We ( anachronistic-vibrancy and I) were actually talking about this the other day, on a walk. We didn’t get into the differing lists, but did note that there are at least 13 apostles given in scripture (the twelve, minus Judas Iscariot, plus Matthias and Paul), possibly more depending on how one defines the office, so the entire idea of talking about them as a set group of twelve doesn’t actually work then, and certainly wouldn’t have worked better earlier.

b-lynninja:

good:

In 2001, New York City had over 1,000 outdated subway cars on its hands. When they were first introduced in 1959, the old Redbird trains were gorgeous machines, but after four decades of service, it was time for the battered cars to be permanently retired. But rather than take them to a slag heap to be salvaged for scrap or crushed into little metal cubes, the city took 619 of the cars, stripped them of their windows and oily undercarriages, steam cleaned them, and then hauled the 20,000 pound metal boxes down to Delaware on a freighter ship. Then they dumped them all into the sea.

That seems like a waste.

Generally, when this sort of thing is done, it’s to help provide places for sea life to live. It’s actually a really good practice, if done right. I suspect the OP left off a lot of clarifying detail.

b-lynninja:

good:

In 2001, New York City had over 1,000 outdated subway cars on its hands. When they were first introduced in 1959, the old Redbird trains were gorgeous machines, but after four decades of service, it was time for the battered cars to be permanently retired. But rather than take them to a slag heap to be salvaged for scrap or crushed into little metal cubes, the city took 619 of the cars, stripped them of their windows and oily undercarriages, steam cleaned them, and then hauled the 20,000 pound metal boxes down to Delaware on a freighter ship. Then they dumped them all into the sea.

That seems like a waste.

Generally, when this sort of thing is done, it’s to help provide places for sea life to live. It’s actually a really good practice, if done right. I suspect the OP left off a lot of clarifying detail.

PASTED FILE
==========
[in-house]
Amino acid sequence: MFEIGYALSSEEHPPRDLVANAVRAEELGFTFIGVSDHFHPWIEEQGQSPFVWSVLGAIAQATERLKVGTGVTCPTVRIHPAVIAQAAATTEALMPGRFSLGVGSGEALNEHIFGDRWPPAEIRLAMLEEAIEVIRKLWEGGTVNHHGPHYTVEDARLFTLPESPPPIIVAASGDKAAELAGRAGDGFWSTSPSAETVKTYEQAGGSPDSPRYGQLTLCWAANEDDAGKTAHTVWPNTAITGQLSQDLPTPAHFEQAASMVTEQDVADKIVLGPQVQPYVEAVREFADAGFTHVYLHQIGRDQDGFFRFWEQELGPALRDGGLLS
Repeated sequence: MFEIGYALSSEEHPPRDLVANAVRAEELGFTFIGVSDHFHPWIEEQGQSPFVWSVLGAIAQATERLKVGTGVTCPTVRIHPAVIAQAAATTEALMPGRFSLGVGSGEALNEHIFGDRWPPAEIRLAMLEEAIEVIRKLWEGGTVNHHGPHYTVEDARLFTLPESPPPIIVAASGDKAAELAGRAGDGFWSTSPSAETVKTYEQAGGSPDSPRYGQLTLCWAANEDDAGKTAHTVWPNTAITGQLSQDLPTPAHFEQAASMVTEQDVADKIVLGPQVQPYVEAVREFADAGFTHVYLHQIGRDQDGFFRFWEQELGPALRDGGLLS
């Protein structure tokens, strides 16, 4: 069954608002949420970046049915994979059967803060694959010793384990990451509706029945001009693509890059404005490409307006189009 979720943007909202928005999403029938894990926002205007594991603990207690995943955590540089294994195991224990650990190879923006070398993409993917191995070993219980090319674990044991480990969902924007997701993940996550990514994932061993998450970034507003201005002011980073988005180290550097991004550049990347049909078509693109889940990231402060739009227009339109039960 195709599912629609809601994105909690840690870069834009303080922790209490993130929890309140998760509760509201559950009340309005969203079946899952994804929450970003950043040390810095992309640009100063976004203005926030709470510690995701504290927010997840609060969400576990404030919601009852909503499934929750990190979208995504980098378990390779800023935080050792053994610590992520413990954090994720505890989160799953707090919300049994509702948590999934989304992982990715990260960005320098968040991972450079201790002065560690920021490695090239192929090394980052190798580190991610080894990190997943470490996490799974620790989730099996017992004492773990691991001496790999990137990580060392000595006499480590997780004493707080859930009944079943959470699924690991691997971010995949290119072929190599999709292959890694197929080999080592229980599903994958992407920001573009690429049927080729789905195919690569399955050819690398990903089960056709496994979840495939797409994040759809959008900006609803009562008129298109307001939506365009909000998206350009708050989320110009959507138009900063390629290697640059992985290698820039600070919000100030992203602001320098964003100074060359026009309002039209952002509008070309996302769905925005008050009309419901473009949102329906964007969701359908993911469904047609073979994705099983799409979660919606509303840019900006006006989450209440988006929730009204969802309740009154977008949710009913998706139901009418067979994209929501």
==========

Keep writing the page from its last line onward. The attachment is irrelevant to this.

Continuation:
Cities have the illusion of being hotbeds for sin, corruption, and human depravity because they are more physically exemplified and witnessed within the context of hundreds of thousands of people living within a very small geographic proximity. Thus, the sins of the city are much more obvious than the ones of the suburbs and more rural areas — but not less prevalent.

In some ways, people living in cities have a faith that is much more honest and transparent because they are open about the issues they are dealing with. Meanwhile, it’s much easier to hide struggles, fear, and sins in churches that are less used to observing and dealing with conflict. Therefore, non-urban communities sometimes live under the fantasy of having fewer problems, even though data proves that rates for divorce, drug use, alcohol use, addiction, violence and, crime are nearly identical — and sometimes even higher — than those of urban areas.

Many Christians have a confidence problem. They love Christ but are ashamed of everything associated with him. They want to be known as a Christian — just not that type of Christian. You know the type: the Westboro Baptists of the world; the scumbag televangelists on late-night cable; the fear-mongering preachers spewing apocalyptic prophecies; the proselytizers that scream at people outside of baseball stadiums; the celebrities claiming stupid things in the name of God; the “friends” who post bigoted messages on Facebook; the politicians who manipulate faith communities to serve their agendas; the anti-science, anti-environment, anti-women, anti-homosexuality, and anti-everything Christians who basically spread negativity wherever they go — the people who drag Christ’s name through the mud.

But the Gospel of Christ is a story of redemption, and even the Christian legacy — filled with violence, greed, duplicity, exclusion, and injustice — can be set right by the love of Christ.

serialdoubter : Yes